Mountain
Photo: Brad Kaminski | VeloNews.com

Shreddin’ the Lead: My day at Leadville Trail 100

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Betsy Welch had a punishing but fun day racing in Colorado's thin air at the Leadville 100.

Editor’s Note: This summer we are covering a series of mountain bike races, including the Leadville 100. This coverage is made possible by Canyon Bicycles. 

Are you familiar with that post-race hangover? Not the too-many-beers hangover, but that feeling after a huge, hard day on a bike: mildly depressed, groggy, snippy and short with loved ones, and “hangry.”

I’m writing this the day after the Leadville Trail 100, and somehow, I am not feeling the post-race hangover. I’m not entirely sure why. After all, it was a huge day on the bike for me—9 hours and 28 minutes to be exact—so I’m not sure why I feel OK today, but I’ll take it. In fact, I’ll take all of the surprises that Leadville served up because there were more than a few.

I’ve never been much of a planner when it comes to racing, but the buzz around Leadville (including all the advice from people who’ve raced it before) made me nervous. Two nights before I left town for the race, I listened to a Rebecca Rusch podcast entitled “Remember what you need” as I puttered around my kitchen. Bad idea. All of the things that I’m usually calm about—snacks, layers, tools—turned into threats, destined to derail my ride before it had begun. I furiously baked two loaves of zucchini bread, doubling up on the chocolate chips.

Photo: Brad Kaminski | VeloNews.com

The surprise? Leadville is just like any other long race when it comes to snacks, layers, and tools. You need all of those things, and, on a good day—which we had—you get to leave most of it in your pack. The temperature at the start line was a balmy 50 degrees, and I took off in nothing but a kit and arm warmers. My tools never came out of their pouch. I had more than enough food with me, and if I’d needed, I could have grabbed more at the aid stations. When I didn’t ask for food at either stop at Twin Lakes, my boyfriend ate all of the zucchini bread.

The other nerve-wracking thing about Leadville is the place names. St. Kevin’s. Sugarloaf. Pipeline. Powerline. Columbine. The advice I got from more than one person was to go and pre-ride some of these legendary sections, but I selfishly selected a weekend riding, hiking, and SUPing in Crested Butte instead. Again, I thought, I’ve done enough races and suffered through their insulting climbs and uphill finishes, but I’ve always survived. Why would Leadville be any different?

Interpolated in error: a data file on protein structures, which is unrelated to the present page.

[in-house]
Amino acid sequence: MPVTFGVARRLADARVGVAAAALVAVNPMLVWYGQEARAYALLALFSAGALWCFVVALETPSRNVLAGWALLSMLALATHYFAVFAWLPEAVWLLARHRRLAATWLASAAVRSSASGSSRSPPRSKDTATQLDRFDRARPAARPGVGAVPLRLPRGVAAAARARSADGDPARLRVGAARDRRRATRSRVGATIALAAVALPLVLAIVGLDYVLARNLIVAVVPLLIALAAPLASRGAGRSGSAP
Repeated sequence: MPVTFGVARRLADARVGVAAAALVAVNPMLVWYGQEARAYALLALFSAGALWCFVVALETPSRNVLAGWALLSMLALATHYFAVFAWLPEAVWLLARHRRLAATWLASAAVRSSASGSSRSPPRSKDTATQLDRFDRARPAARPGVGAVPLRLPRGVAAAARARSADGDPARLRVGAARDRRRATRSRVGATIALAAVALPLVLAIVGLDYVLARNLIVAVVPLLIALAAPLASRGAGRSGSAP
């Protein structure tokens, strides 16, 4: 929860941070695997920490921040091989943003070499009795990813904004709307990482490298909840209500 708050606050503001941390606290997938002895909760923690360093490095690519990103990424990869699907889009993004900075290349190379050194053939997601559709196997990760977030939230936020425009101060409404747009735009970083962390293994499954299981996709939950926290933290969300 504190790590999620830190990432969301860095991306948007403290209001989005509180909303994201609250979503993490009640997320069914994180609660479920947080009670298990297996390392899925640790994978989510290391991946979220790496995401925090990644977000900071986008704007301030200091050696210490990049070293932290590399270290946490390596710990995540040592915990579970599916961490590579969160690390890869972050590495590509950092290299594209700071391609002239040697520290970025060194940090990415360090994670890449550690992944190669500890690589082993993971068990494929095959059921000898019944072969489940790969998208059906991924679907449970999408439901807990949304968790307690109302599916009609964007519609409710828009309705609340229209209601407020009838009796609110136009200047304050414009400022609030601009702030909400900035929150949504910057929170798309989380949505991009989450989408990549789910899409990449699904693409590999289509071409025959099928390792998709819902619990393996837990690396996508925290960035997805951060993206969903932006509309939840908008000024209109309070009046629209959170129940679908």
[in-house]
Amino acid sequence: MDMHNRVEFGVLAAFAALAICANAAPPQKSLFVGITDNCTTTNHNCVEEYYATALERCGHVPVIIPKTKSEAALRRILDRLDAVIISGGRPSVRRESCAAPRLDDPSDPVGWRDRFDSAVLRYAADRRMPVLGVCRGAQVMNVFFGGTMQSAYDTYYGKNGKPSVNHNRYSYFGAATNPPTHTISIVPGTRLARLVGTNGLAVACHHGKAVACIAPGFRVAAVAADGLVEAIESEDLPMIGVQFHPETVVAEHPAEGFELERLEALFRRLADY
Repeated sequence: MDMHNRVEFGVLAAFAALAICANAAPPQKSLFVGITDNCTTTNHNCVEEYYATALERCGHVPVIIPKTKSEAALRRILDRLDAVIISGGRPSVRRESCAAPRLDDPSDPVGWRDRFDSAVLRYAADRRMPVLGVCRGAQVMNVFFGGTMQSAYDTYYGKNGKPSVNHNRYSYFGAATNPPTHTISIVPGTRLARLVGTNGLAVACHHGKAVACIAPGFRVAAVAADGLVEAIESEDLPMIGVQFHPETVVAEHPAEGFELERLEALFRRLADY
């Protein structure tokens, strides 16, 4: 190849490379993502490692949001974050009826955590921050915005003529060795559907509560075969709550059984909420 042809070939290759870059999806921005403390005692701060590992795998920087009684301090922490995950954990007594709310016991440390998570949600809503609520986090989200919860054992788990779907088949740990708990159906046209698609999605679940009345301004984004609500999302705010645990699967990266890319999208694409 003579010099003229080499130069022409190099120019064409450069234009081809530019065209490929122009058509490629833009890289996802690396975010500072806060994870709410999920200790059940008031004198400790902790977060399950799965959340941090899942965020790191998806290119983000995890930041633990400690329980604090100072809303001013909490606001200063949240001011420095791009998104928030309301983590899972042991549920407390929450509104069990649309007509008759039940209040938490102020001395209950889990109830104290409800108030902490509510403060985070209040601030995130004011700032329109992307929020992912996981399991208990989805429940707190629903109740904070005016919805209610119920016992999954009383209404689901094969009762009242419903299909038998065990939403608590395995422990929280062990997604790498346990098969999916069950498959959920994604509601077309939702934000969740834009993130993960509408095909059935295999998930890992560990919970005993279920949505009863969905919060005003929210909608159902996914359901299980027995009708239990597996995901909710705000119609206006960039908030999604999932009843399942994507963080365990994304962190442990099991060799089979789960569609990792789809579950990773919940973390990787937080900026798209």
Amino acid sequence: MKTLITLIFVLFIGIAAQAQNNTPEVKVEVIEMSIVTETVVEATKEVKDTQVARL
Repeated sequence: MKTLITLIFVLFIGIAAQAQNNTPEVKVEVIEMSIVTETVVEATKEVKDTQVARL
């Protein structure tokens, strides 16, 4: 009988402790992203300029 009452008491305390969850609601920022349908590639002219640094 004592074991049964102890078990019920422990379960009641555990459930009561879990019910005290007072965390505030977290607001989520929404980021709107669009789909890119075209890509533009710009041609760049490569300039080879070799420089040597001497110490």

Photo: Brad Kaminski | VeloNews.com

Surprise? The race really is defined by these powerful places. When VeloNews photographer Brad Kaminski took me to the Powerline section for a photo shoot on Friday, I realized why people suggested I ride it. It’s a never-ending climb with a series of false summits on a dry, exposed power line cut through the Ponderosa pines. Coming down it at mile 20 is fun. Going up it at mile 80 is hard. Last week, a colleague had tried to describe the first climb, St. Kevin’s, while we studied the map at work one morning, but nothing made sense until I was stuffed precariously between a hundred other anxious riders on it at 7 a.m. Saturday morning, moving uphill at 3mph for a good 30 minutes.

Aside from the preparation and the place names, Leadville’s reputation is the other thing that precedes it. And, let’s be honest, in certain circles, that reputation has become a bit tarnished. It’s too hard to get into, people say. It’s too expensive, some cry. The riders are too high-strung, others claim. I admit, I wasn’t expecting to see anyone wearing baggies or riding with a fanny pack, and I thought that there might be a little “too-cool-ness” in the air.

Photo: Brad Kaminski | VeloNews.com

Surprisingly, I did see a few people with fanny packs (that one girl passed me with four miles to go, damnit!), but the overall flair factor was definitely low. I was sure that the high-strung flavor would peak as we crawled at a snail’s pace up St. Kevin’s at the beginning of the race, but people were surprisingly polite, even as the less adept bike handlers wobbled into other people’s paths. Standing in lines—for the porta-potties before the race and for the beer after—it was easy to strike up a conversation and hard to tell who’d earned a big buckle or a small one. The number of hoots, hollers, and cheers and “you go girl’s” as I passed through every aid station kept me grinning long after I left all of my new fans behind.

I always try to smile as I cross the finish line of a race—who wants to get the email with their race photos and regret that they looked so haggard? But when I crossed the tape at Sixth and Harrison, I didn’t have to force it. I really did have a great day on the bike. Of course, it might actually have been the bike (the Canyon Lux is the ultimate Lead-shred), but I think the real secret were all the surprises.

What I rode: